On the surface, Kaufman and Linklater appear to be very different filmmakers, although, it must here be noted, that for five of his seven films, Kaufman has been the screenwriter, not the director, a fact which has occasionally brought him into conflict with the film's producers, such as with Confessions of a Dangerous Mind (2002) of which Kaufman claimed director George Clooney moved away from his script and therefore is 'a movie I don't really relate to.' That said, most critics acknowledge Kaufman's pervasive influence on the majority of the film's he has written, so much so that there were doubts about whether Spike Jonze, the director of Being John Malkovich (1999) and Adaption (2002), could really make good films without Kaufman (doubts put down by Jonze's 2013 film Her).

Philip Seymour Hoffman as Caden Cotard
in Synecdoche, New York
Kaufman is probably the foremost absurdist filmmaker of modern times. His films are all characterised by bizarre comic events punctuating the lives of the protagonists. His films are based in 'reality', in that they all are set in typical modern world settings (Being John Malkovich is set in a office, Synecdoche, New York in a theatre, Anomalisa in a hotel) but these settings are twisted and subverted so as to make the world seem irrational and beyond comprehension. In Being John Malkovich the office the protagonist Craig Schwartz (John Cusack) works in is on floor 7 1/2, and as a result is incredibly small, requiring everyone to crouch everywhere, a reflection of the claustrophobia and feelings of imprisonment the trappings of the office environment bring. And that's not even to mention the magic realist plot of the film, in which Craig finds a wormhole into John Malkovich's brain. It is most important to consider, however, Synecdoche, New York, because it is not only Kaufman's best film but also the film upon which he worked on as both screenwriter and sole director, and thus carries the greatest Kaufman mark. Synecdoche, New York is also a film with a realist setting- that of Caden Cotard's (Philip Seymour Hoffman), the protagonist, ever growing theatrical production- but introduces increasing absurdist elements, as both Caden's physical health and his personal relationships begin to fail. The best example is Caden's love interest, Hazel (Samantha Morton), who lives in a house that is eternally on fire, which is meant to symbolise how our choices impact down through the rest of our lives. Another example, is how, at the beginning of the film, the passing of time is shown through a series of incidental objects: the radio says one date, the newspaper another, the milk carton a further one. The point is to give time a loose feeling- Caden's life is dull and monotonous, so much so that he doesn't even notice time passing.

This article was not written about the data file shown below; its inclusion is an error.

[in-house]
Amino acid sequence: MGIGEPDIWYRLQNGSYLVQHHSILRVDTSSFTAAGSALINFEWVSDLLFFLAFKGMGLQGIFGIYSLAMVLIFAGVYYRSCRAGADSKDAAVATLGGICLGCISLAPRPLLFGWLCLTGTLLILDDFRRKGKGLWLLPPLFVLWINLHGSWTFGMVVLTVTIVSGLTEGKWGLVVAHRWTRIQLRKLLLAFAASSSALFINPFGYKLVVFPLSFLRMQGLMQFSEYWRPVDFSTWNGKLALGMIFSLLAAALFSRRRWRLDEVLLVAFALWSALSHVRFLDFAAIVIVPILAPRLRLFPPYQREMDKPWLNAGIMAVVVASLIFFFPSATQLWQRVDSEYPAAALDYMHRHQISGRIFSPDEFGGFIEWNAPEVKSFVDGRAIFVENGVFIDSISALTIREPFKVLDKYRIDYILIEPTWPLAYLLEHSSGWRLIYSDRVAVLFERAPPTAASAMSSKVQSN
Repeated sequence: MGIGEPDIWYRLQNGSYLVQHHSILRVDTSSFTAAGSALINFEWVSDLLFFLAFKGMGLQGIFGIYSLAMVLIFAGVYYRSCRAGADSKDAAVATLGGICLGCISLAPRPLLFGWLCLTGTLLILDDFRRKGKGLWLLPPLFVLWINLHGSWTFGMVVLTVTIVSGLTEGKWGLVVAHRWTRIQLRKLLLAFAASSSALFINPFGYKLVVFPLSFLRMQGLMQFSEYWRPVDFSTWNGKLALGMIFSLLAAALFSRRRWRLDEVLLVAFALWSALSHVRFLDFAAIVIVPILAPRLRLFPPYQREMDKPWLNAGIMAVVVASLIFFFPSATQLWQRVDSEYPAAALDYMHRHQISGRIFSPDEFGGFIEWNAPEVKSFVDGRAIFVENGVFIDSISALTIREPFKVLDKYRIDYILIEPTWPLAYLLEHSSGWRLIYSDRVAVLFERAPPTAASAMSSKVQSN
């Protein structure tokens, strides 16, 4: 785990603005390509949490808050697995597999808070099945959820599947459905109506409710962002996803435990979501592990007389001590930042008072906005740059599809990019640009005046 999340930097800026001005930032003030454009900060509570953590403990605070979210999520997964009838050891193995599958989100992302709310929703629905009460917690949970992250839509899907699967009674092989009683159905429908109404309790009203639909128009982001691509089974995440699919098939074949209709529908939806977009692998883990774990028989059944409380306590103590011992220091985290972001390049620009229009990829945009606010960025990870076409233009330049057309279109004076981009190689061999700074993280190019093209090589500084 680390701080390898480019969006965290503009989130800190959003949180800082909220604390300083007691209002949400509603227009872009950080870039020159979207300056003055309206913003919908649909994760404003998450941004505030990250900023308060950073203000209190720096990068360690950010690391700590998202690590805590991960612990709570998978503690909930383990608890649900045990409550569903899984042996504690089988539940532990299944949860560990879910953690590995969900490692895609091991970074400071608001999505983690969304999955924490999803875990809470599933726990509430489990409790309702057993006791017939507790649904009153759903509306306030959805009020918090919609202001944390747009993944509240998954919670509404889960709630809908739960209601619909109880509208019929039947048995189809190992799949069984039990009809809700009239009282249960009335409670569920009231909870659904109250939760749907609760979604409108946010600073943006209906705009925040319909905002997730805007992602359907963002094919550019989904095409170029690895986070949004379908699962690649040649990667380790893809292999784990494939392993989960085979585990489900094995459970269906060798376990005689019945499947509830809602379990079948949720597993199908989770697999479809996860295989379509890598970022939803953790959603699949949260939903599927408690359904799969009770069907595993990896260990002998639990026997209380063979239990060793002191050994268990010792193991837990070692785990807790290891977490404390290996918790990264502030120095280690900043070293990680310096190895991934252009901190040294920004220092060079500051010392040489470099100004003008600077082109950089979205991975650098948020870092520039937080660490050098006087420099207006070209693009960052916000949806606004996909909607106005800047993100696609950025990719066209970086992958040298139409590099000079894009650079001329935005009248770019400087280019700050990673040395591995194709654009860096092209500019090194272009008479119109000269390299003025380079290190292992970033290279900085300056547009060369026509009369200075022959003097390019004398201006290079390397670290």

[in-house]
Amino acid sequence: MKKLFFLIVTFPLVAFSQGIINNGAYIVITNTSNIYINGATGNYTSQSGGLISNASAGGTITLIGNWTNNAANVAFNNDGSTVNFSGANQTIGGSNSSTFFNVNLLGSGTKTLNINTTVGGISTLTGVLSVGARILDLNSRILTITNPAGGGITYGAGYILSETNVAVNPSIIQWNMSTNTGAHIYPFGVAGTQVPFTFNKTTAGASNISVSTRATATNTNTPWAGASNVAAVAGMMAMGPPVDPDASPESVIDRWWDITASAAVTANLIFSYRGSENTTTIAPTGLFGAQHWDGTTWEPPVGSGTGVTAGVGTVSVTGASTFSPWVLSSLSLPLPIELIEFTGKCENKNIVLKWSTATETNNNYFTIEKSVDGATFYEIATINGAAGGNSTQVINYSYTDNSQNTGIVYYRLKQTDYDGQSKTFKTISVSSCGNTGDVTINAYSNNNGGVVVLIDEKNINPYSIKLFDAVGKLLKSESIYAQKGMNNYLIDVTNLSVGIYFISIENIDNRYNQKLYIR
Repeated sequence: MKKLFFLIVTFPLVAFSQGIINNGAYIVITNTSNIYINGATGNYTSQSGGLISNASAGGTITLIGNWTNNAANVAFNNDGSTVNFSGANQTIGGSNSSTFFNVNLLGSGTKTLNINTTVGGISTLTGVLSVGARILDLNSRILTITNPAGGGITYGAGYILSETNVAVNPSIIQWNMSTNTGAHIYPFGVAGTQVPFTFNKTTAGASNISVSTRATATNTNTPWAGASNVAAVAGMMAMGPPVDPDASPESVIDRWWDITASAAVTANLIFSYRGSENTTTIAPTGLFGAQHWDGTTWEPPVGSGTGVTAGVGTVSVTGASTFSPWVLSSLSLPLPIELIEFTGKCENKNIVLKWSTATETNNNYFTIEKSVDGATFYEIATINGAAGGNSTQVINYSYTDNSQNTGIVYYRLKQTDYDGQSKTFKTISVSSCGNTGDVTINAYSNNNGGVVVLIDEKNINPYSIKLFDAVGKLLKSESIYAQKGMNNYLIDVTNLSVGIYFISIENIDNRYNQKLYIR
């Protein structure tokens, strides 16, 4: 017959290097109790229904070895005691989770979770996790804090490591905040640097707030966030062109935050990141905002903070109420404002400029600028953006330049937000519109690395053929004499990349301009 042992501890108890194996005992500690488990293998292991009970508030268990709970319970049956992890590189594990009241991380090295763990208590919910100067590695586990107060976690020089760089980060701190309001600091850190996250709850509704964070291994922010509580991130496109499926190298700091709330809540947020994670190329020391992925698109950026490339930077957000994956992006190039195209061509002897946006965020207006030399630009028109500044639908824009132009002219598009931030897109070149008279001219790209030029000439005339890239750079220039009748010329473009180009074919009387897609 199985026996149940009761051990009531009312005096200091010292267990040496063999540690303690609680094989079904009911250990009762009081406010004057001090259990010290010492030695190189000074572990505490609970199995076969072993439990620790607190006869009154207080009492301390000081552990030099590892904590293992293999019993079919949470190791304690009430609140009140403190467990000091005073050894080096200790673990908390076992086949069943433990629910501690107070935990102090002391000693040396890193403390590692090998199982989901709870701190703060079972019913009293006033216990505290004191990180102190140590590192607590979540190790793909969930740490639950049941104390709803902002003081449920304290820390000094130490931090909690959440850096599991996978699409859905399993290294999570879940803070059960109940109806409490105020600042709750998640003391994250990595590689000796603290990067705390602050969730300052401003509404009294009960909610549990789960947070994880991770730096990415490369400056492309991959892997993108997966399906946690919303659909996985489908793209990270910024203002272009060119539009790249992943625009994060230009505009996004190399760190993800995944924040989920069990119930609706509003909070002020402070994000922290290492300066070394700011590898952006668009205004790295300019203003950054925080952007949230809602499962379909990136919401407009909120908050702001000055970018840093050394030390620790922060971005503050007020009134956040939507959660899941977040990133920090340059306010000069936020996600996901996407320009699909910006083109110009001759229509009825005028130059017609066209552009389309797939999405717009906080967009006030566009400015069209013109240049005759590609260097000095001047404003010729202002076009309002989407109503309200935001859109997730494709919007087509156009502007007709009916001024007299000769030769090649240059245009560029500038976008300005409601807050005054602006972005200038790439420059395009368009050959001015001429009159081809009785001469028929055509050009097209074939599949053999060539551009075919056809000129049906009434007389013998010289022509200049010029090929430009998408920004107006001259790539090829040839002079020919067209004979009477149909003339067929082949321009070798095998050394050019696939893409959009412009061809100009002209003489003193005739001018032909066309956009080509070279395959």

Theatrical Release Poster for Boyhood